Whether it be synthetic or real, thousands of Williamson County residents are sure to be setting up Christmas trees in their homes soon if they haven't already.
Like many other items this year, Christmas trees have faced shortages as demand has skyrocketed. Unlike other items - items such as toilet paper and household cleaners - Christmas trees are not a necessity.
From the Hallmark Channel airing a “We Need a Little Christmas” marathon back in March, to families across the country setting up Christmas decorations in late spring, there seems to be no set of circumstances that a little holiday cheer won't improve - if even just a bit.
Likewise, the five largest municipalities in Williamson County have also joined in on the holiday cheer this year, with each city and town having their own official Christmas tree - here's where you can find them.
Harvey Park, 4001 Miles Johnson Parkway
Purchased by the city's Parks and Recreation Department in 2015, Spring Hill's 18-foot Christmas tree may be synthetic, but it's LED paneling make it a sight to behold after dark.
First setup at Port Royal Park, this year the tree made the move to Harvey Park off of Main Street, with passing motorists being able to catch a glimpse as they head north or south on U.S. 31.
Purchased from Sparta-based company All American Christmas Co., the tree features a custom-made star resting at its tip, courtesy of the Parks & Rec. Department. The tree is also expandable, meaning one day that 18-foot tree may soon climb a dozen or more feet towards the sky.
Sarah Benson Park, 1513 Thompson's Station Road West
Sitting somewhere around 25 feet, the current official Christmas tree of Thompson's Station was first introduced in 2018, replacing a slightly smaller tree first introduced in 2014.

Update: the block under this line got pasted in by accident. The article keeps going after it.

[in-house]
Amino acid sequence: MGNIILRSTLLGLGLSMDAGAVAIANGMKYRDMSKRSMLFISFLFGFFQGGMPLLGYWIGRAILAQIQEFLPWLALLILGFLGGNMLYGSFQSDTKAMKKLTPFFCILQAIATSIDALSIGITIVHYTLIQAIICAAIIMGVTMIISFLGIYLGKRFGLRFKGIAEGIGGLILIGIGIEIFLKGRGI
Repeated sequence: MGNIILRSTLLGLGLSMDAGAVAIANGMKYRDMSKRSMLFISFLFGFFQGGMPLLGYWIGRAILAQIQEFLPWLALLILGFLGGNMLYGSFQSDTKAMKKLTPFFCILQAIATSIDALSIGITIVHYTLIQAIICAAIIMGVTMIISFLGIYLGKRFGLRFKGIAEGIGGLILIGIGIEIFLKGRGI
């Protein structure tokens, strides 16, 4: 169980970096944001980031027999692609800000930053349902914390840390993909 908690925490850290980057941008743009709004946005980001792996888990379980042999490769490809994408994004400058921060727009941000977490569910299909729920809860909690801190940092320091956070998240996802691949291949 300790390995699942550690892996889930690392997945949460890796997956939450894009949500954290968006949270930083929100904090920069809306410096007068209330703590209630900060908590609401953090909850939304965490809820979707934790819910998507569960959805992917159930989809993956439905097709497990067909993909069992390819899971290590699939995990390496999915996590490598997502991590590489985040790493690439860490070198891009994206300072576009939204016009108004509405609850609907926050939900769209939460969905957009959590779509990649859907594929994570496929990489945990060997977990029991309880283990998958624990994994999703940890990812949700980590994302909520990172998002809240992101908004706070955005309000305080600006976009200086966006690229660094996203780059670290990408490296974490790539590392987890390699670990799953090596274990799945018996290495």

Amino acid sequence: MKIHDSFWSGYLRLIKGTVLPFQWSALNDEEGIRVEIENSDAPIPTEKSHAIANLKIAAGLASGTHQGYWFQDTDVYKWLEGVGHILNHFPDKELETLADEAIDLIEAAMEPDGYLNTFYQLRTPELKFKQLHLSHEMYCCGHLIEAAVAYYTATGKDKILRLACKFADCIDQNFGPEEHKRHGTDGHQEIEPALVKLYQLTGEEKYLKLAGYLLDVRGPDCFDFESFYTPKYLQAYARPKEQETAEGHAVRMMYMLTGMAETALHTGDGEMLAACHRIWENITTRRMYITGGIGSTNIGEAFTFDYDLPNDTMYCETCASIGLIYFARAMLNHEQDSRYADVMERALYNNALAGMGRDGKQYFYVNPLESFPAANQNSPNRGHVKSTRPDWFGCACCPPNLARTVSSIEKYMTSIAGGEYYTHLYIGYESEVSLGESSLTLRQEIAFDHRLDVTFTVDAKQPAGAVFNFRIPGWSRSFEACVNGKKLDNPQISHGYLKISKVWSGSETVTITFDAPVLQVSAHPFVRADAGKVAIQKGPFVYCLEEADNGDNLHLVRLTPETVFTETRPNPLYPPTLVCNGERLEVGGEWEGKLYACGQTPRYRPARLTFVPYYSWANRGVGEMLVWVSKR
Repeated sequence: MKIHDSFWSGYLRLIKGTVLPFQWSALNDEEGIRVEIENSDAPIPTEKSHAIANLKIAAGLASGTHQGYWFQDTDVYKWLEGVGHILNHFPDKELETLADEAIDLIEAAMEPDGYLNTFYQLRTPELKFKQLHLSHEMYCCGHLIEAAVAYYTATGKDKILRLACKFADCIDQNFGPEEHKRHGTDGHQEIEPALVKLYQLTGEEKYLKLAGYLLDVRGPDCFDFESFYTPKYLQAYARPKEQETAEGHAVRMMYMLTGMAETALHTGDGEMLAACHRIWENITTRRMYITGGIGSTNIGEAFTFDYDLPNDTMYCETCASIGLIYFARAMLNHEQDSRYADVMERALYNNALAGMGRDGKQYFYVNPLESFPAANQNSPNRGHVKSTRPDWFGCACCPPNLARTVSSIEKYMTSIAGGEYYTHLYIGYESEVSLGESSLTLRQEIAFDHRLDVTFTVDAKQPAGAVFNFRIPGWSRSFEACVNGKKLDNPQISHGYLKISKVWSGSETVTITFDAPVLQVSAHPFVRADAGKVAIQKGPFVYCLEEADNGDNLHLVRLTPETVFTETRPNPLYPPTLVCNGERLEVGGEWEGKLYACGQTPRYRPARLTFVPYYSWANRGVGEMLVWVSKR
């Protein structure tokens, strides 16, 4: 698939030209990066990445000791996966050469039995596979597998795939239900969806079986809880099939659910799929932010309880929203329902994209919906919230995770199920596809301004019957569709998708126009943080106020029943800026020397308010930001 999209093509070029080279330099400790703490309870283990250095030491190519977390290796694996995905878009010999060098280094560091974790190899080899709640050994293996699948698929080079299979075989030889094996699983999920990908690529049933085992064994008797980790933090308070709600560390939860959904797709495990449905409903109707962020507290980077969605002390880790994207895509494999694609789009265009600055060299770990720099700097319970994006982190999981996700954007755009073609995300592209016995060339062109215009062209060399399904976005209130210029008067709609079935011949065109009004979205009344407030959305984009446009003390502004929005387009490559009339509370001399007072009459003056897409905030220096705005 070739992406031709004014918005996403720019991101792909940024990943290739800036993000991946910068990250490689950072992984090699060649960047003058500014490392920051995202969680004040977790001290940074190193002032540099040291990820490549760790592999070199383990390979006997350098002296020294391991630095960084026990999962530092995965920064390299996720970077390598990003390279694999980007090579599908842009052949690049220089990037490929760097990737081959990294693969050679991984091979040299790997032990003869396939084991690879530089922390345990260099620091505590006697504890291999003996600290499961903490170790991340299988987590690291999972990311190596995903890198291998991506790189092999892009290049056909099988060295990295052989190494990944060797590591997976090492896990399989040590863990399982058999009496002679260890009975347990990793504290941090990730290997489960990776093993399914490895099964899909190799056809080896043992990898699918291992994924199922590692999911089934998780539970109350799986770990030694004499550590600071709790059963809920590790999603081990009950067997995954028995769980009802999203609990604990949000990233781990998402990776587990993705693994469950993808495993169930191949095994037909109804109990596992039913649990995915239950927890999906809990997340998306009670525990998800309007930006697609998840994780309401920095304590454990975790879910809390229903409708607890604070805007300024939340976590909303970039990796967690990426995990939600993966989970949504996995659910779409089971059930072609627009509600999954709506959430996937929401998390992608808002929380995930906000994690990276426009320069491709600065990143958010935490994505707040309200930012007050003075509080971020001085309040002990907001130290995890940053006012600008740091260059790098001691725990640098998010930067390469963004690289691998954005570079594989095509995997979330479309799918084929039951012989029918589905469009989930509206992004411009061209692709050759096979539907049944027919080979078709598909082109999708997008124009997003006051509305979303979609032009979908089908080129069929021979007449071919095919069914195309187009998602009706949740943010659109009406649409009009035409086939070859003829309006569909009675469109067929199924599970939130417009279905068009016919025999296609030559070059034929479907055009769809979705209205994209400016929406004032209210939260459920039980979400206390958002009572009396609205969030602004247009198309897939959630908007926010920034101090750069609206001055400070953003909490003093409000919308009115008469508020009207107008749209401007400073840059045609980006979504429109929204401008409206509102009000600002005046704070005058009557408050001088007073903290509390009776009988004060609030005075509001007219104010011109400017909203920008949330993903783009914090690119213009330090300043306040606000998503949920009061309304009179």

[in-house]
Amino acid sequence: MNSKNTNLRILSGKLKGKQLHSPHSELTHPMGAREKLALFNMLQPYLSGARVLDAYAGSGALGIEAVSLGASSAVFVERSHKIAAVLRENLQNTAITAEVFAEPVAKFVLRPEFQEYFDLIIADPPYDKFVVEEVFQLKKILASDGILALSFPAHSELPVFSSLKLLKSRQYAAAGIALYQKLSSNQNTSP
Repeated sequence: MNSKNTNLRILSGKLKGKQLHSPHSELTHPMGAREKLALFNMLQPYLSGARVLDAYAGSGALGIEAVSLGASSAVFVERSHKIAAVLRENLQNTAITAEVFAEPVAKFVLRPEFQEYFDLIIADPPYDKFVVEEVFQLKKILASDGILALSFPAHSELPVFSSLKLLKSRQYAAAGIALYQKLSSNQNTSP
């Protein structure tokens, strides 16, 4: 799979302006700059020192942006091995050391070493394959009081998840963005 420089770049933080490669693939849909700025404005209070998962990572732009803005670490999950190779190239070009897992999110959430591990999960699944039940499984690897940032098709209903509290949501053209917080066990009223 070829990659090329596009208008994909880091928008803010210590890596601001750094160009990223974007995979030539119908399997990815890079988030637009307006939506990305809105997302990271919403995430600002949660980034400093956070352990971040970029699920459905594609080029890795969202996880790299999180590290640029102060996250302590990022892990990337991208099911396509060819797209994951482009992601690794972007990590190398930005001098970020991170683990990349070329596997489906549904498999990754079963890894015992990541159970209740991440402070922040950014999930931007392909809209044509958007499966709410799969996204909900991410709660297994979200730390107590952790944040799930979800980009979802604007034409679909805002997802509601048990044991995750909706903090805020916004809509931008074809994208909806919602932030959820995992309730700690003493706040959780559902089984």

During the tree's debut lighting back in 2018, around 1,500 people poured out to watch amidst a cookie contest, photos with Santa and a speech by Mayor Corey Napier.
The tree was given to the town by the local Riverbend Nurseries, a retail and wholesale nursery that has helped Thompson's Station with other projects, doing things like planting shrubs and roses in public areas around town.
Franklin Square, 109 3rd Avenue South
Standing at a staggering 40 feet, Franklin's Christmas tree is hard to miss for residents driving anywhere near the city square.
Made to look like a fir, the city of Franklin purchased its Christmas tree in 2016 after local resident Shelley Moeller raised the idea of upgrading the city's tree to something more eye-catching.
The unique-looking star that rests atop the tree was donated to the city in 2017 by a group of Franklin ladies who call themselves The Flakes.
Nolensville Town Hall, 7218 Nolensville Road
While the population of Nolensville may be relatively small, its holiday spirit is anything but.
Director of the town's Public Works Department, Kyle Billingsley, said that the same tree has been used by Nolensville for at least 7 years, and is approximately 25 feet tall.
The tree sees new decorations each year courtesy of the town's Public Works team, and stands proudly in front of Town Hall off of Nolensville Road.
John P. Holt Brentwood Library, 8109 Concord Road
While the location of the official Brentwood Christmas tree has changed over the years, what hasn't changed is the city's determination to go all out on spreading festive cheer.
Standing in front of the John P. Holt Library at 22 feet tall, the Brentwood Christmas tree is a tradition that goes back more than 25 years beginning with the late Dale Holmes, former owner of Brentwood Tree Farms in Franklin.
Back in 1994, Holmes dug up the city's original Christmas tree in Grundy County, moving it all the way to the city's original library on Maryland Way. After the John P. Holt Library was completed in 1998, Holmes relocated the city's tree to its current location, where it has remained ever since.